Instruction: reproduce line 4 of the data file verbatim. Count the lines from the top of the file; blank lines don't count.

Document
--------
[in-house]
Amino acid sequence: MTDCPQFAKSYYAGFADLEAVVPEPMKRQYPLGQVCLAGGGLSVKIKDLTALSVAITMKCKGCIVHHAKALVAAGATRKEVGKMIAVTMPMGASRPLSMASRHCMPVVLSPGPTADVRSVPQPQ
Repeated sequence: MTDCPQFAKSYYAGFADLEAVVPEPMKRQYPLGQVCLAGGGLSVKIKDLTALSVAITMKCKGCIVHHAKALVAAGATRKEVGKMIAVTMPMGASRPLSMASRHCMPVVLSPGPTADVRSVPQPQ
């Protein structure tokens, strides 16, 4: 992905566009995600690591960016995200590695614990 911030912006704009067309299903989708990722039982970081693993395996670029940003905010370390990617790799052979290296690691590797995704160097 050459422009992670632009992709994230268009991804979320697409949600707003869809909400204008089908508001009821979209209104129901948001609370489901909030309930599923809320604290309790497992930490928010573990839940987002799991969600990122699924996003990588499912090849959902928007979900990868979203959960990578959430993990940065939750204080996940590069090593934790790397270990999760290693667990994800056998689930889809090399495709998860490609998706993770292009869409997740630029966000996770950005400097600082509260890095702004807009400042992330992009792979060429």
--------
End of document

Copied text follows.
């Protein structure tokens, strides 16, 4: 992905566009995600690591960016995200590695614990 911030912006704009067309299903989708990722039982970081693993395996670029940003905010370390990617790799052979290296690691590797995704160097 050459422009992670632009992709994230268009991804979320697409949600707003869809909400204008089908508001009821979209209104129901948001609370489901909030309930599923809320604290309790497992930490928010573990839940987002799991969600990122699924996003990588499912090849959902928007979900990868979203959960990578959430993990940065939750204080996940590069090593934790790397270990999760290693667990994800056998689930889809090399495709998860490609998706993770292009869409997740630029966000996770950005400097600082509260890095702004807009400042992330992009792979060429």